It was attributes like these that were championed by designers of the early-20th century Bauhaus movement. But as former BusinessWeek writer Jay Greene reveals in his Design Is How It Works: How the Smartest Companies Turn Products into Icons (Portfolio, $25.95), today there’s a lot more to it. Now, the smartest designs address needs that consumers didn’t even know they had. Moreover, those ubiquitous iPods and iPhones, as one Seattle designer tells Greene, are not merely products that other companies can imitate. They are manifestations of Apple’s corporate culture, where design isn’t just an add-on but a fundamental consideration at every stage of the process.
Greene (no relation to yours truly) considers design at a number of corporate path breakers: Porsche, Nike, LEGO, Virgin Atlantic, and more. One of the most interesting to me is OXO, a maker of design-centric kitchenware including a much –imitated vegetable peeler with a fat, industrial-rubber handle.
OXO’s wares are a prime example of addressing needs that cooks didn’t know they had. Once everyone bought cheap veggie peelers at the supermarket and accepted the fact that they were unwieldy and a pain to use. OXO founder Sam Farber witnessed his wife struggling with a peeler as she labored over an apple tart. Shortly thereafter, he called Davin Stowell, a founder of New York firm Smart Design, which before long was rethinking a number of kitchen standards. Their better peeler’s fat handle decreased hand strain – and its blade was sharp. OXO would become the manufacturer of the peeler, along with some 800 other products including an angled and easy-to-read measuring cup. The company’s approach, which stresses intuition over market research, can increase product-development costs fivefold. That leaves OXO charging a premium for its stuff. But the company has prospered even through the recession: In 2010, its sales jumped 13%, to $203.6 million.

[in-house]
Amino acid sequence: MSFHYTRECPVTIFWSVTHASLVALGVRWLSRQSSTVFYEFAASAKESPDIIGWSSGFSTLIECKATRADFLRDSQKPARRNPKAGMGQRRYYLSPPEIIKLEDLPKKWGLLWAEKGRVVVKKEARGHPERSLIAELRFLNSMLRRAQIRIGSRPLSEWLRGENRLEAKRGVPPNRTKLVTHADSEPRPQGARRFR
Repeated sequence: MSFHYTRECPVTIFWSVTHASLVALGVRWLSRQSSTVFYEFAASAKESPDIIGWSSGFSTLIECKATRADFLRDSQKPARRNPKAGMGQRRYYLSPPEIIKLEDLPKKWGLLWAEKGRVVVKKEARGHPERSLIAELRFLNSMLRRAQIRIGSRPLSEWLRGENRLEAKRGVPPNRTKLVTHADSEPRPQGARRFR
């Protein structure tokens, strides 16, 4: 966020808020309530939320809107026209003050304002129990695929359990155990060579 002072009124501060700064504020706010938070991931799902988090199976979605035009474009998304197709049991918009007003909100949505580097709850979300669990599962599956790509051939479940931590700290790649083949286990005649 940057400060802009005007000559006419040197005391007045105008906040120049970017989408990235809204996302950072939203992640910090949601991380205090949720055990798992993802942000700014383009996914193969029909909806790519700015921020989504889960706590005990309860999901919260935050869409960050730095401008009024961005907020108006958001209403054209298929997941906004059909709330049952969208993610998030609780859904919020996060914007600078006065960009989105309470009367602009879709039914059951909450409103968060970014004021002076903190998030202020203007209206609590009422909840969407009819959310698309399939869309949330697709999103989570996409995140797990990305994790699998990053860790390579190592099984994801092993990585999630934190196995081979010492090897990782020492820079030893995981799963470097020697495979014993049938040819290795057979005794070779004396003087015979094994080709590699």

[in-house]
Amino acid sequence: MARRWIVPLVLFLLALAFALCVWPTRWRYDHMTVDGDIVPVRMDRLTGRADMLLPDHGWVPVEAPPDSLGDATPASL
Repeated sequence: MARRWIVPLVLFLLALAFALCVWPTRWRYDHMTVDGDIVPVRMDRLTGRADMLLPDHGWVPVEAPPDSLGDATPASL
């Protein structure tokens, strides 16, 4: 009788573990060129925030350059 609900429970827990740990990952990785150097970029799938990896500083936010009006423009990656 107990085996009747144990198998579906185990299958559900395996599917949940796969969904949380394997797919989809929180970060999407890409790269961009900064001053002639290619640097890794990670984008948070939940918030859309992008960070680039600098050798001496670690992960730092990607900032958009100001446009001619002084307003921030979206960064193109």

Company president Alex Lee, a graduate of New York’s Parsons School of Design, offers a key insight about OXO’s process. “People here are looking for problems all the time,” he tells Greene. “Our process is finding a pet peeve. If there’s no pet peeve, there’s no product.” But many of these aggravations are annoyances that consumers just put up with, as if there were no imaginable fix. It turns out that, beyond every wrinkled consumer brow, there’s a Eureka moment waiting to happen.